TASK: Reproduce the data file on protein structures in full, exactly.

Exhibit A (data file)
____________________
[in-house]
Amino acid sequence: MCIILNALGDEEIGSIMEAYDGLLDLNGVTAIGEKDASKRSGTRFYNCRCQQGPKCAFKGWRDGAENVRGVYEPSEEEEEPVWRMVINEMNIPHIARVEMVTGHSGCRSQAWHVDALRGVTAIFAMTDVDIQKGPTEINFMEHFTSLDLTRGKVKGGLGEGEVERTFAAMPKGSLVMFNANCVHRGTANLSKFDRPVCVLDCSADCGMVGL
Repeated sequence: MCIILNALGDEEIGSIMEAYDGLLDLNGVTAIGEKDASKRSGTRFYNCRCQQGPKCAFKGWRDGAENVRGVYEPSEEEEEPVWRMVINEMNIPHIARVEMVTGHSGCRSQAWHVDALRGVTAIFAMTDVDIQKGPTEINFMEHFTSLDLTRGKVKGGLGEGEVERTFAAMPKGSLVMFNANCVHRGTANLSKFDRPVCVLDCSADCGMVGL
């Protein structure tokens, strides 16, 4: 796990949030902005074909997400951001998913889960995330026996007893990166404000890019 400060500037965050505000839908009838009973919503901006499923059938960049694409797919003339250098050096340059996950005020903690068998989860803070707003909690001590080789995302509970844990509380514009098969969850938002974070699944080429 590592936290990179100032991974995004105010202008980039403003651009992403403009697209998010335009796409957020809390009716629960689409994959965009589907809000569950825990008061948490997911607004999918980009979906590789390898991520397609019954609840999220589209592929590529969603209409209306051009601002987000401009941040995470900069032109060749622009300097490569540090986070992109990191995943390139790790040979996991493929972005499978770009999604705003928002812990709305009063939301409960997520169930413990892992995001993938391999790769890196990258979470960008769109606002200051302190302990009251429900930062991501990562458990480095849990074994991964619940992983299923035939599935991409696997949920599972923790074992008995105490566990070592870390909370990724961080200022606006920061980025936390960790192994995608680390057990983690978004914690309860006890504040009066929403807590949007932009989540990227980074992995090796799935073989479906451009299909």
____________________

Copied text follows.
[in-house]
Amino acid sequence: MCIILNALGDEEIGSIMEAYDGLLDLNGVTAIGEKDASKRSGTRFYNCRCQQGPKCAFKGWRDGAENVRGVYEPSEEEEEPVWRMVINEMNIPHIARVEMVTGHSGCRSQAWHVDALRGVTAIFAMTDVDIQKGPTEINFMEHFTSLDLTRGKVKGGLGEGEVERTFAAMPKGSLVMFNANCVHRGTANLSKFDRPVCVLDCSADCGMVGL
Repeated sequence: MCIILNALGDEEIGSIMEAYDGLLDLNGVTAIGEKDASKRSGTRFYNCRCQQGPKCAFKGWRDGAENVRGVYEPSEEEEEPVWRMVINEMNIPHIARVEMVTGHSGCRSQAWHVDALRGVTAIFAMTDVDIQKGPTEINFMEHFTSLDLTRGKVKGGLGEGEVERTFAAMPKGSLVMFNANCVHRGTANLSKFDRPVCVLDCSADCGMVGL
């Protein structure tokens, strides 16, 4: 796990949030902005074909997400951001998913889960995330026996007893990166404000890019 400060500037965050505000839908009838009973919503901006499923059938960049694409797919003339250098050096340059996950005020903690068998989860803070707003909690001590080789995302509970844990509380514009098969969850938002974070699944080429 590592936290990179100032991974995004105010202008980039403003651009992403403009697209998010335009796409957020809390009716629960689409994959965009589907809000569950825990008061948490997911607004999918980009979906590789390898991520397609019954609840999220589209592929590529969603209409209306051009601002987000401009941040995470900069032109060749622009300097490569540090986070992109990191995943390139790790040979996991493929972005499978770009999604705003928002812990709305009063939301409960997520169930413990892992995001993938391999790769890196990258979470960008769109606002200051302190302990009251429900930062991501990562458990480095849990074994991964619940992983299923035939599935991409696997949920599972923790074992008995105490566990070592870390909370990724961080200022606006920061980025936390960790192994995608680390057990983690978004914690309860006890504040009066929403807590949007932009989540990227980074992995090796799935073989479906451009299909």